Saying it straight is an underrated quality in ‘alt’-indie music. Take this sample from Wild Beasts’ ‘Brave Bulging Buoyant Clairvoyants’: “Swig the bottle, bottle / Slap the face of Aristotle / Race me, Race me, Race me, Race me”. Right. It’s as if the new generation of uber-literate indie bands feel crushed by the weight of having to have something to say; the end result being a self-consciousness so loaded it practically oozes from the speakers. You feel all this verbal obfuscation only really serves to hide something more troubling – behind the grand words, histrionic, fractured vocals and smorgasbord of influences, a lot of new British indie bands really have very little to say at all. To quote These New Puritans: “I try to blurt it out but I can't find the words”.
That’s not to argue that there’s anything particularly groundbreaking about Sleeping States’ music. Or rather, that on first listen you’ll feel you’re hearing a band with an agenda, or a conscious ‘statement’. Yet, by going back to basics, Markland Starkie’s (the man behind the alias) music is often more affecting and innovative than many of the new breed of post-modern indie doyens. Whereas worrying about an inability to articulate might result in one of two outcomes in other bands - the compensatory verbosity of an act like Wild Beasts, or the nervous, knowingly oblique music of, say, Foals or These New Puritans.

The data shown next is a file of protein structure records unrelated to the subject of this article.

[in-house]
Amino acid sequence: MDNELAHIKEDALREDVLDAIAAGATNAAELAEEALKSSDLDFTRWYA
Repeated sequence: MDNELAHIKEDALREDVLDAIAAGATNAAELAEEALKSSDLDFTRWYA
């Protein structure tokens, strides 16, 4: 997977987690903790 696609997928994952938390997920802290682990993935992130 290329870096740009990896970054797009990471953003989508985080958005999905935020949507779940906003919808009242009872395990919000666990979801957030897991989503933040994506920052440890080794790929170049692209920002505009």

On ‘Planning My Escape’, the first track on the Old Vs. New EP (a collection of, you guessed it, both old and new Sleeping States tracks) Starkie instead places that struggle within the context of real, human relationships. Rather than complain about his own confusion, Starkie instead tells us how, “You said that I don’t know what I’m talking about”, ending the short track with the perfunctory, self-deprecating, “I think I just proved you right”.
Rather than revel in, or try to mask, his own fallibility, what makes Starkie stand out is his honesty. The best bands understand that any innovative sound has to be coupled with some measure of humanity, the everyday rather than the highfalutin. It’s what makes Merriweather Post Pavilion the engrossing record it is, and it’s something Electrelane understood well. Indeed, on ‘Old Vs New EP’ it’s Electrelane that remain the touchstone throughout, sharing with Sleeping States similarly angular, intelligent music, wrapped around a down-to-earth, heartfelt core.
On ‘A Trip To NYC’ Starkie tells us, “I liked it in June when I went to work in the mornings / And I walked down the road with the sun on my back”. It’s these outbursts of sincerity and simplicity that make Sleeping States so endearing, and so unique. In a time when many bands revel in complicating matters, Starkie seems to understand that real profundity can be found in the everyday, in admitting that you’re a part of the world, not beyond it.
9Sam Lewis's Score